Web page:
But the market should slow down and that means houses will be for sale longer and therefore more inventory will accumulate. Similar to previous years, inventories are likely to grow around the third quarter.”

len pineDeputy Chief Economist at Freddie Mac

“While the fundamental question of whether there is enough housing for the land is likely to take a couple of years, those rates could ease the stock for sale a little sooner. We haven’t seen anything like this very rapid increase in rates in the last 20 years. They totally messed up people’s selling and buying plans.

The equation of where prices and interest rates fall makes it harder for buyers to think they could default — especially as they digest how much payments have increased over the past month.”

Will the housing stock ever recover?

Low inventories are unbalancing the housing market and have given sellers the upper hand in recent years. However, there could be a silver lining for buyers.

“A 74% share of industry experts believe the market will return to pre-pandemic stock levels by 2024.”

–Zillow House Price Expectations Survey in March

According to Zillow, the supply of homes for sale averaged 1.6 million units per month in 2018 and 2019, but fell to around 1 million in 2021. Based on a survey conducted by the company in March, 74% of industry experts believe the market will return to pre-pandemic stock levels by 2024.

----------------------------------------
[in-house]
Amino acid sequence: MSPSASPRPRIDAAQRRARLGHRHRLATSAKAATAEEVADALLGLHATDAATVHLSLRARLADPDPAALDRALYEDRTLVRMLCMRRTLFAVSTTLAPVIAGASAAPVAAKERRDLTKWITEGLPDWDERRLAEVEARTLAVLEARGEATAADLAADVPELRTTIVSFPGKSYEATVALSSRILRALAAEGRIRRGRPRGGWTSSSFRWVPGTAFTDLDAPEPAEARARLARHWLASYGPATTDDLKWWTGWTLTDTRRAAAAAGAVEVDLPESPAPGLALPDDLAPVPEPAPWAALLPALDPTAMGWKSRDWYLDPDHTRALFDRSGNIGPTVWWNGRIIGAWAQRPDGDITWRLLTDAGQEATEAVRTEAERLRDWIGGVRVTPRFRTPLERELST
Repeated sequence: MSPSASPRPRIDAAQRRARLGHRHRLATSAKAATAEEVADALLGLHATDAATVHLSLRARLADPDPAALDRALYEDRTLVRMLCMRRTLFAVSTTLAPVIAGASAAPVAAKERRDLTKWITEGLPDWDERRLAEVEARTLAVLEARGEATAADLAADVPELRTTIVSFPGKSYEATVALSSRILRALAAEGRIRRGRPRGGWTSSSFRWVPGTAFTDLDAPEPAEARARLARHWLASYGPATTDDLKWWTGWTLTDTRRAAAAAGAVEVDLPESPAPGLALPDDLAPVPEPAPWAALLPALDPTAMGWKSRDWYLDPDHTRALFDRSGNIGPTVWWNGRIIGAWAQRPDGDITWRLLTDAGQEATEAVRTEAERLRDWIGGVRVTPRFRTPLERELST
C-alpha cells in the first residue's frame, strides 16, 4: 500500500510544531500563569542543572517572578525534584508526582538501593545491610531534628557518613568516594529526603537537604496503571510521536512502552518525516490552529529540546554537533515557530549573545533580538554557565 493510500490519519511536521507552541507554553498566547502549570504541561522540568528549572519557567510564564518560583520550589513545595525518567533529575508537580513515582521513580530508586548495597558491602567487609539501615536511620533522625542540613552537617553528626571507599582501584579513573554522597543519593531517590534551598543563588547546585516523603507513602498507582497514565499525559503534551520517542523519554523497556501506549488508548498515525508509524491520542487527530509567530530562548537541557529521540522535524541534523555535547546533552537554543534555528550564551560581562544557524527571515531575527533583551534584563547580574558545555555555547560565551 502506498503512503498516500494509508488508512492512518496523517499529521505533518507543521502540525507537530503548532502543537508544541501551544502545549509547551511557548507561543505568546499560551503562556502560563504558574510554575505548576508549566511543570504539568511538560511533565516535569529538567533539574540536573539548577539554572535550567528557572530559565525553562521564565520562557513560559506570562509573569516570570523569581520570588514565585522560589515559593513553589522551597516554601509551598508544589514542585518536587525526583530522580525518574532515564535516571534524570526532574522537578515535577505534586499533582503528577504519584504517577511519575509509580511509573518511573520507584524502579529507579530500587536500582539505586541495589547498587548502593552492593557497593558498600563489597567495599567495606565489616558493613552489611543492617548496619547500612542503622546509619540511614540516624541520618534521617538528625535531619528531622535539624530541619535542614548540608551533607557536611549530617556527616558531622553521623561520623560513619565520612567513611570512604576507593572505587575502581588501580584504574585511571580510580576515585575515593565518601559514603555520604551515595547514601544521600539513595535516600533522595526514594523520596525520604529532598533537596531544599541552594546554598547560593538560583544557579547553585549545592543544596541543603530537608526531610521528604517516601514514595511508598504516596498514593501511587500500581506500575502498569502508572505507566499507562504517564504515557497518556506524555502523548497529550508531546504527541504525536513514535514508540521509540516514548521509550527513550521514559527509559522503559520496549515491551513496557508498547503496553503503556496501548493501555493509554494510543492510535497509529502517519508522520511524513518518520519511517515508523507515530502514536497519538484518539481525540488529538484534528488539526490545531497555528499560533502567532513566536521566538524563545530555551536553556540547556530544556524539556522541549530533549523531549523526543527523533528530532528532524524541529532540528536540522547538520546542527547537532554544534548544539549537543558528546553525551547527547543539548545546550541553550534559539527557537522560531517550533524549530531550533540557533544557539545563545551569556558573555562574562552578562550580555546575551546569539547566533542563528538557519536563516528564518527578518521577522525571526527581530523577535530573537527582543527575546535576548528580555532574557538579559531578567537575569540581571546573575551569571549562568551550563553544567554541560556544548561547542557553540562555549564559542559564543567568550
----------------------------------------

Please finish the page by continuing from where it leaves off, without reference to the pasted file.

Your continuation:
Danielle HaleChief Economist at Realtor.com

“We will start this year to take a step in that balanced direction. It’s going to take a few years just because the vacant lot is so big and we still have so many young households, so there’s a lot of demand.

The market will eventually reach equilibrium, it just won’t happen overnight. We have to build more. At the end of 2021, the US was short of 5.8 million single-family homes. This essentially means we are five years behind on construction.”

len pineDeputy Chief Economist at Freddie Mac

“Given the launches and permits, I would expect that housing construction is probably more than two years of production away from filling the gap. I think it’s going to be hard work to really rebalance the housing market.”

Why isn’t the market recovering faster?

The main reason for the shortage of stock is the slowdown in construction of all types of housing over time. Today’s supply chain issues and municipal zoning laws are delaying the completion of new lots and restricting the opening of more lots.

However, the construction figures are also pointing upwards. In its March forecast, the Mortgage Bankers Association estimated 1.71 million housing starts for 2022 and 1.79 million for 2023, compared to 1.6 million in 2021.

Jeff Tuckersenior economist at Zillow

“The Great Recession and subsequent housing deluge ushered in a decade of underdevelopment that has now caught up with us. Although builders are firing on all cylinders to complete homes, they are grappling with supply chain issues that are causing the construction process to take longer than usual.